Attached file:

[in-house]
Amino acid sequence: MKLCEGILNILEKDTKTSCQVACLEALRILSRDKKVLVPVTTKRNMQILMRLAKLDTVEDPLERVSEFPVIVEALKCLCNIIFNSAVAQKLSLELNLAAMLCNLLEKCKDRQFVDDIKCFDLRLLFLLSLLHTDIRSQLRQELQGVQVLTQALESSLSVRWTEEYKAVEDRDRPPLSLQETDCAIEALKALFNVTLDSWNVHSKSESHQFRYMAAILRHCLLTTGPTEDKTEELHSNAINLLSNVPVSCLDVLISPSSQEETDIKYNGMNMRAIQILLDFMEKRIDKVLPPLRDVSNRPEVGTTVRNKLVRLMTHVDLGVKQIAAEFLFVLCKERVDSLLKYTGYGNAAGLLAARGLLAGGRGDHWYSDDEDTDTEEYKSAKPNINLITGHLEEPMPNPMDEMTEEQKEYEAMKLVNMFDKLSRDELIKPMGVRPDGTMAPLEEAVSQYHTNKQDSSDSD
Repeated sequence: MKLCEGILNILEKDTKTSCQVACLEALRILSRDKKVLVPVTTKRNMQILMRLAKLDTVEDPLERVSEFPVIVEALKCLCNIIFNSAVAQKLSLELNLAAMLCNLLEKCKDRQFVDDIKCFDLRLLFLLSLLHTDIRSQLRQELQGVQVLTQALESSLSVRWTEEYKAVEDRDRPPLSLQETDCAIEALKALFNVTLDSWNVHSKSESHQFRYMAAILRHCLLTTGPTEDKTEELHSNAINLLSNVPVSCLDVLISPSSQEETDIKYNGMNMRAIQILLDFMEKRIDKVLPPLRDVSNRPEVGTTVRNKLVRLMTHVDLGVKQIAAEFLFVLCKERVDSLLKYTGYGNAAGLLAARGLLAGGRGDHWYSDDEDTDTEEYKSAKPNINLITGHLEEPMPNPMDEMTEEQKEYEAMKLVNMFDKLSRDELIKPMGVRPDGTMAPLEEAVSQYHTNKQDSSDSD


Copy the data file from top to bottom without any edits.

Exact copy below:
[in-house]
Amino acid sequence: MKLCEGILNILEKDTKTSCQVACLEALRILSRDKKVLVPVTTKRNMQILMRLAKLDTVEDPLERVSEFPVIVEALKCLCNIIFNSAVAQKLSLELNLAAMLCNLLEKCKDRQFVDDIKCFDLRLLFLLSLLHTDIRSQLRQELQGVQVLTQALESSLSVRWTEEYKAVEDRDRPPLSLQETDCAIEALKALFNVTLDSWNVHSKSESHQFRYMAAILRHCLLTTGPTEDKTEELHSNAINLLSNVPVSCLDVLISPSSQEETDIKYNGMNMRAIQILLDFMEKRIDKVLPPLRDVSNRPEVGTTVRNKLVRLMTHVDLGVKQIAAEFLFVLCKERVDSLLKYTGYGNAAGLLAARGLLAGGRGDHWYSDDEDTDTEEYKSAKPNINLITGHLEEPMPNPMDEMTEEQKEYEAMKLVNMFDKLSRDELIKPMGVRPDGTMAPLEEAVSQYHTNKQDSSDSD
Repeated sequence: MKLCEGILNILEKDTKTSCQVACLEALRILSRDKKVLVPVTTKRNMQILMRLAKLDTVEDPLERVSEFPVIVEALKCLCNIIFNSAVAQKLSLELNLAAMLCNLLEKCKDRQFVDDIKCFDLRLLFLLSLLHTDIRSQLRQELQGVQVLTQALESSLSVRWTEEYKAVEDRDRPPLSLQETDCAIEALKALFNVTLDSWNVHSKSESHQFRYMAAILRHCLLTTGPTEDKTEELHSNAINLLSNVPVSCLDVLISPSSQEETDIKYNGMNMRAIQILLDFMEKRIDKVLPPLRDVSNRPEVGTTVRNKLVRLMTHVDLGVKQIAAEFLFVLCKERVDSLLKYTGYGNAAGLLAARGLLAGGRGDHWYSDDEDTDTEEYKSAKPNINLITGHLEEPMPNPMDEMTEEQKEYEAMKLVNMFDKLSRDELIKPMGVRPDGTMAPLEEAVSQYHTNKQDSSDSD